Nightmare’s self-titled effort is a poor one. While being listenable enough, it lacks Nightmare’s distinct flair and instead seems more focused on pushing sales. On the plus side, it has its moments and the only way forward for Nightmare is up. Regardless, the band have some serious work to do to recover from this wishy-washy attempt if people are to take them seriously once more. The cliché “quality over quantity” might be appropriate here as well and some fresh ideas wouldn’t be too unwanted either. Considering the album was a self-titled album, something like that would have been expected, but unless you’re a fan of the band or a hardcore J-rock fan, steer clear of this album.



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user ratings (7)
Chart.
2.3
average

Comments:Add a Comment 
Jasdevi087
August 22nd 2014


460 Comments

Album Rating: 2.0

I can't believe my first negative review is for this band, but I had to do this, this album is such a disappointment.

CelestialOuroboros
August 22nd 2014


435 Comments


Nice review, pos'd. Never actually heard of these guys with the exception of "The World" (I'm a damn poser, I know)

Sabrutin
August 22nd 2014


921 Comments


Looks like they lost their touch nowadays.

Digging: Riot V - Unleash The Fire

VaxXi
August 22nd 2014


580 Comments


Alright, this is the third time I've seen the term "visual-kei" so I must ask.

The hell is a visual kei?

Sabrutin
August 22nd 2014


921 Comments


http://en.wikipedia.org/wiki/Visual_kei

First paragraph is pretty much it.

CalculatingInfinity
August 22nd 2014


1647 Comments


@VaxXi: A movement (NOT music genre) in Japan where bands dress up in flamboyant attire. It can vary between band to band but generally it's rather beautiful and go to varying degress of flamboyance. Also meh this band hard.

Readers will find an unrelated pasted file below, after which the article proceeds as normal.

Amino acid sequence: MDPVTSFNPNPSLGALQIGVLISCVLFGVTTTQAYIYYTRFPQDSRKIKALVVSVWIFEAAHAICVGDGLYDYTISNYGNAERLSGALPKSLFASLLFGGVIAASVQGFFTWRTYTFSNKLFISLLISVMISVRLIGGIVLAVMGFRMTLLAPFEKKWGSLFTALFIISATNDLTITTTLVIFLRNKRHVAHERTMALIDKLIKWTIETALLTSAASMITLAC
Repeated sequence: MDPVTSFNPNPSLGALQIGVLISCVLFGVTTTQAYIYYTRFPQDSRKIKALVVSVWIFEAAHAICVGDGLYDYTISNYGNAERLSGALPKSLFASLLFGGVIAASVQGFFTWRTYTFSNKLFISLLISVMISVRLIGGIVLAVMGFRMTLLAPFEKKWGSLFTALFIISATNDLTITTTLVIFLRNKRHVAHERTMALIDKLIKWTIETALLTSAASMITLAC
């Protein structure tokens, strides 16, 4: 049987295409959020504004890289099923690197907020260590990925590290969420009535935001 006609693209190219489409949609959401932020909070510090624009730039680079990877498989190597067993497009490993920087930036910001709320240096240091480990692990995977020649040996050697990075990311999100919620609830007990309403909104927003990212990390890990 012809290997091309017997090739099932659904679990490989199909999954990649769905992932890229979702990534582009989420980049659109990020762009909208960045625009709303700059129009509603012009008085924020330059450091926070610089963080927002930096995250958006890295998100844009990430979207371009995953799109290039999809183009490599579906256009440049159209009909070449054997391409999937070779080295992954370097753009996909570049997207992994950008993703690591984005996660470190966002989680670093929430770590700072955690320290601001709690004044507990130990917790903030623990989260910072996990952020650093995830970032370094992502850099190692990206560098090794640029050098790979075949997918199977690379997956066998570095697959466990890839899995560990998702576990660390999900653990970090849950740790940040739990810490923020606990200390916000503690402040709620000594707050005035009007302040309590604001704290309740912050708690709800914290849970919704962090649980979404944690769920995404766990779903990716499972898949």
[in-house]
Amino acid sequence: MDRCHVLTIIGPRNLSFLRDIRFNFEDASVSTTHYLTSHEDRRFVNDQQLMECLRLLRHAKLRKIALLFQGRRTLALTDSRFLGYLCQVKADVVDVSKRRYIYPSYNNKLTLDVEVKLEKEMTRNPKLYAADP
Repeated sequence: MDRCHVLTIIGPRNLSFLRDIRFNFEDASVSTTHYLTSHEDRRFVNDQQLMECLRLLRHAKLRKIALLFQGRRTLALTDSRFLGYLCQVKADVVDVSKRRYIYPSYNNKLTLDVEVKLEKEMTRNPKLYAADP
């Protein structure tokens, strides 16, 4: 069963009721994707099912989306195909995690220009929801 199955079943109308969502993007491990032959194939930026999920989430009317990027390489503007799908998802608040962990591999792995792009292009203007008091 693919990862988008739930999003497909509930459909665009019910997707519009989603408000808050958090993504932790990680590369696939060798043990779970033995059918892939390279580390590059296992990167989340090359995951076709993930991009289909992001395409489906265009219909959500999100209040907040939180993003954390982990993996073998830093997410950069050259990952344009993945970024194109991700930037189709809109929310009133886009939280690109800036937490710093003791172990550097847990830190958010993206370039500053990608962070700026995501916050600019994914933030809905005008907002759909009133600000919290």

Sabrutin
August 22nd 2014


921 Comments


I can't stand it honestly (the dressing, not the music itself).

VaxXi
August 22nd 2014


580 Comments


That sounds stupid. Anyways I vaguely remember listening to that one album with the roses on its cover art and digging it a few years back.

CelestialOuroboros
August 22nd 2014


435 Comments


@Sabrutin Try to focus on the music, rather than the get-up a lot of visual kei bands are so fond of donning. If you still ain't into it, there's also the more darker variant: nagoya kei.

CalculatingInfinity
August 22nd 2014


1647 Comments


Don't see why people care about their attire anyway since it's pretty much...just a get up. Only Versailles and Malice Mizer take it such an extreme where it becomes part of their performance.

Sabrutin
August 22nd 2014


921 Comments


In fact I don't really care, as I wrote "(the dressing, not the music itself)". Thanks for your interest anyway, CelestialOuroboros.

Jasdevi087
August 22nd 2014


460 Comments

Album Rating: 2.0

Most bands ditch the attire as they mature, but I think these guys still do it out of habit.

Jasdevi087
August 22nd 2014


460 Comments

Album Rating: 2.0

Anyway the reason I brought up Visual-kei in this particular review is because nowdays it seems that that's all the bands care about; dressing up. I can't say for sure but I get the feeling that Avex may have had a bit of a hand in the watering down for these guys.